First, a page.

Eve Alexander

Eve AlexanderShare

Vice President, Product Marketing, Seismic
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Eve Alexander
Eve Alexander
Vice President, Product Marketing, SeismicMay 18

Is it ever wrong to start as soon as possible?! Early in the ideation/business case phase, I try to keep it narrow. I'll tap a few members of the GTM team to help me brainstorm use cases and value proposition, which we then refine through additional research and customer validation. It's helpful to have early champions that you can pull in as you are launching -- they can help generate excitement and understanding. 

If it's a really new motion for the company (e.g., the first time you're introducing a new product or a new way of pricing), or a new buyer, you really can't start those conversations with teams like finance, sales, customer success soon enough. Ideally 6+ months. If it's not such a new paradigm, then I'd say on average I aim to start about 3-4 months in advance. We start with a single member of the key teams, and then as we get closer to launch (6 weeks-ish) start to pull in others.

Ultimately, it depends on your organization. How fast it moves, whether it's a consensus-driven culture, etc. At a previous company, I authored a launch playbook, and after every major launch, we would do a retrospective and refine it. I really like to approach launches as something we can continuously improve upon rather than a big unveil or overhaul. 

Eve Alexander
Eve Alexander
Vice President, Product Marketing, SeismicMay 18

One thing that has been wonderful at Seismic is we have someone on the product marketing team that is in a program management role and who is responsible for driving and faciliating organizational readiness for launches (shout out to my colleague, Steve!). He pulls together "tiger teams" for our major launches with representatives from around the company, leads weekly meetings, and manages our project plan. This takes some of that organizational readiness weight off the PMM. The PMM lead may still have to help triage bottlenecks and risks, but frees her up to spend more time on her core work of buyer insights, GTM strategy, messaging and positioning, enablement, launch, etc.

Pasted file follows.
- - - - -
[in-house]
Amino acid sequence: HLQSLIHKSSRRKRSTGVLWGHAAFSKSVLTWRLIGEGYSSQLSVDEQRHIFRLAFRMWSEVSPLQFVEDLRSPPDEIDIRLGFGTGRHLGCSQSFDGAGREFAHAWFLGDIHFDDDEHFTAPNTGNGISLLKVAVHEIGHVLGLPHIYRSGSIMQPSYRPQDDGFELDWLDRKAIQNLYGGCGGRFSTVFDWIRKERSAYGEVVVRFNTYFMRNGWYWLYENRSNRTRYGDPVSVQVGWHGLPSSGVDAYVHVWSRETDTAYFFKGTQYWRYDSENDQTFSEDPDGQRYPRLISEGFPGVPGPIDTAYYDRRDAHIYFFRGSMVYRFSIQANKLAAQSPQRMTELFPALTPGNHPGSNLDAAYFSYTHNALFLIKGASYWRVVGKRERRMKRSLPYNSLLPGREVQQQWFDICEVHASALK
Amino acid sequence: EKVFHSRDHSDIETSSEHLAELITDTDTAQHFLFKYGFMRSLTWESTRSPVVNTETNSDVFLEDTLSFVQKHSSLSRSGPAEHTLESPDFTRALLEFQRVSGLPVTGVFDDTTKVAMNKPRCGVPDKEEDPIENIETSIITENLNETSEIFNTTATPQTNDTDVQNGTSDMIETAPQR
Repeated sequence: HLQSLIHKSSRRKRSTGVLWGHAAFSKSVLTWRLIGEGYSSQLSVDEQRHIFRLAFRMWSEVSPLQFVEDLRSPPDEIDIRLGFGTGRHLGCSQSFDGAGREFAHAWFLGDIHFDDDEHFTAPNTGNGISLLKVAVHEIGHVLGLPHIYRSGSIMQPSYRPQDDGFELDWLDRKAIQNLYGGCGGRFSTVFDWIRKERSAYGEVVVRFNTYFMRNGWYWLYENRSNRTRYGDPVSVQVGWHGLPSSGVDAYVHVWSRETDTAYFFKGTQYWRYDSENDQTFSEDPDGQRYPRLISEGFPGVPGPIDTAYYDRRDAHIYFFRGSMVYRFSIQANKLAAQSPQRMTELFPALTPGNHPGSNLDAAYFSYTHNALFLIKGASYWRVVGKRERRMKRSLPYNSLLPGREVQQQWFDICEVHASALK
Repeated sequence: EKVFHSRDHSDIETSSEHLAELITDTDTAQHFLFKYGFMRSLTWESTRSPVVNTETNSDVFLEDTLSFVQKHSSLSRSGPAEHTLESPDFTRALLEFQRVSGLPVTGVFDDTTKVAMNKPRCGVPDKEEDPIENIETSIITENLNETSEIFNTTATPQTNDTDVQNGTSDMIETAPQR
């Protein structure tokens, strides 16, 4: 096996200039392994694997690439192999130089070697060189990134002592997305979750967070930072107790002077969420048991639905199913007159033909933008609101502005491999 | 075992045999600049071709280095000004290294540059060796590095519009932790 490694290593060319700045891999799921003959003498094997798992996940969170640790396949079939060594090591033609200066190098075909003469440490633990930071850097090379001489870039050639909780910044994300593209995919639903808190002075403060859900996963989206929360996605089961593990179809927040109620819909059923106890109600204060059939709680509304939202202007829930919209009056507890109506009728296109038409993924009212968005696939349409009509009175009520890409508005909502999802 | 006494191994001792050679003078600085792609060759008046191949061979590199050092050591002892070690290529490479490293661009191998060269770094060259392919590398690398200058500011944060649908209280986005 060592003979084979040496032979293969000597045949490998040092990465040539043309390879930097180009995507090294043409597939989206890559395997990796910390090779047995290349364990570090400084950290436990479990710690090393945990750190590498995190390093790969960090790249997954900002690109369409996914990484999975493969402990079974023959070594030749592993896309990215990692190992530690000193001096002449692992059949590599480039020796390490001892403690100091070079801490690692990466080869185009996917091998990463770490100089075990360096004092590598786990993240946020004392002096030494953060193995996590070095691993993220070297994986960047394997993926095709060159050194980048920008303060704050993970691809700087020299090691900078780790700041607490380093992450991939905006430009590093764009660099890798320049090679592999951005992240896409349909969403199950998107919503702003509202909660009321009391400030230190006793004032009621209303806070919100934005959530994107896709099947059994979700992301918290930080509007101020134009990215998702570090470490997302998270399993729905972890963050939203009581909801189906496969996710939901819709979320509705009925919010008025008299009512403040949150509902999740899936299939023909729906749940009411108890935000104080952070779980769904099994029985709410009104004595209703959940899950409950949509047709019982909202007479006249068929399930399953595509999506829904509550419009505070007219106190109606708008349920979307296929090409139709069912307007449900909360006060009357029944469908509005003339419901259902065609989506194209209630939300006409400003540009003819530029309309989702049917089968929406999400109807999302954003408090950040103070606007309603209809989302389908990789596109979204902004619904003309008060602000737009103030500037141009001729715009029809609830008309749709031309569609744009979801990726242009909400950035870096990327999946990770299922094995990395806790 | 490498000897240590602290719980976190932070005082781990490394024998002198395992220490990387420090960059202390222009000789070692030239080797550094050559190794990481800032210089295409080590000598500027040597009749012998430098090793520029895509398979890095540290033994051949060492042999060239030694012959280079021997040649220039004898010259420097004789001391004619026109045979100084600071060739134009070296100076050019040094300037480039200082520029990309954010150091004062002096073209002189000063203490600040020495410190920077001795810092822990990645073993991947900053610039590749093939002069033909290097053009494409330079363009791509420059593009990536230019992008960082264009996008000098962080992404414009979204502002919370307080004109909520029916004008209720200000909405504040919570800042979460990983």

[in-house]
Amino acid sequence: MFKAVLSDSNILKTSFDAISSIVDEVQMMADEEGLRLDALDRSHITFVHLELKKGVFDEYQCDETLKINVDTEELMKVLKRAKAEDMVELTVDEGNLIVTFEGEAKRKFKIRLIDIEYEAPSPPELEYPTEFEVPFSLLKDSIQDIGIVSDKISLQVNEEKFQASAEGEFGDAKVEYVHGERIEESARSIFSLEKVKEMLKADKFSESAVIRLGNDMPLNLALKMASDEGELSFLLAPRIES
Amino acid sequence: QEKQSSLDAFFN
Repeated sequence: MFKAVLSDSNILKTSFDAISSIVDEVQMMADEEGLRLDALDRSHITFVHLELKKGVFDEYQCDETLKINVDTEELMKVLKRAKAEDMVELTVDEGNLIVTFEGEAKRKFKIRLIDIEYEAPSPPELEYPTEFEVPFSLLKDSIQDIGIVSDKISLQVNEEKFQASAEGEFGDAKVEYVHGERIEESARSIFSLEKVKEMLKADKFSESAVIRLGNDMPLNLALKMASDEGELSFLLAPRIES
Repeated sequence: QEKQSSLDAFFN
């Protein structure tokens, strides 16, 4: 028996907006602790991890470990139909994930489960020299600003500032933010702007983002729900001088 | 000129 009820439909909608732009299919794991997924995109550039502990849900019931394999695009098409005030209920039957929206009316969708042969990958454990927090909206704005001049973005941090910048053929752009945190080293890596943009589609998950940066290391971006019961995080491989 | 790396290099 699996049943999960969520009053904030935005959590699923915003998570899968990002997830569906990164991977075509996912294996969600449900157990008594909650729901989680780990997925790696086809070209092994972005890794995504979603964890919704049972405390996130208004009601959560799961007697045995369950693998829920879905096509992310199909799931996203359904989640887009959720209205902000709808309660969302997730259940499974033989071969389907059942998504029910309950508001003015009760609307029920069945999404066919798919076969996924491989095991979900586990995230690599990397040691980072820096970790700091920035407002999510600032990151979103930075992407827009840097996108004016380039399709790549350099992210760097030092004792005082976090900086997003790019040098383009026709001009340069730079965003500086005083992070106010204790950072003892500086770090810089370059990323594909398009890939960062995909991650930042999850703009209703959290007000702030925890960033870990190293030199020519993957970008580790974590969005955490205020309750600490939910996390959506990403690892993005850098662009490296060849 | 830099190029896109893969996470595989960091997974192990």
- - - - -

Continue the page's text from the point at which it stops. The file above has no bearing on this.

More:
Eve Alexander
Eve Alexander
Vice President, Product Marketing, SeismicMay 18

Love this question! It's funny - the first one that comes to mind was not actually a traditionally successful launch; it was the one where I learned the most, got to spend a ton of time with customers, and really got to flex my creative muscles. What I loved was having the space to conduct deep qualitative and quantative research. I had the chance to go on a few multi-city roadshows to pitch it live, and refined the storyline after every conversation to craft a compelling, customer-centric, validated value proposition. Unfortunately, so often, I feel like this part of the process gets rushed -- which is too bad since it's so fun. At launch, I partnered with the marketing team to execute a really creative integrated campaign. We kicked it off at our customer conference where we unveiled the product with a video, and then brought features of that video into our physical presence at the event and incorporated audience participation. The product and the message were everywhere. 

I mentioned a learned a lot in that launch, too. One thing I learned the hard way is just how critical it is to bring everyone along for the ride -- you can have the strongest value prop in the world, but if key stakeholders aren't bought into the product's success, you might not be successful. That's why now when I'm working on launches, I engage with cross-functional team members as early as possible and collaborate with them closely on the GTM strategy. 

Eve Alexander
Eve Alexander
Vice President, Product Marketing, SeismicMay 16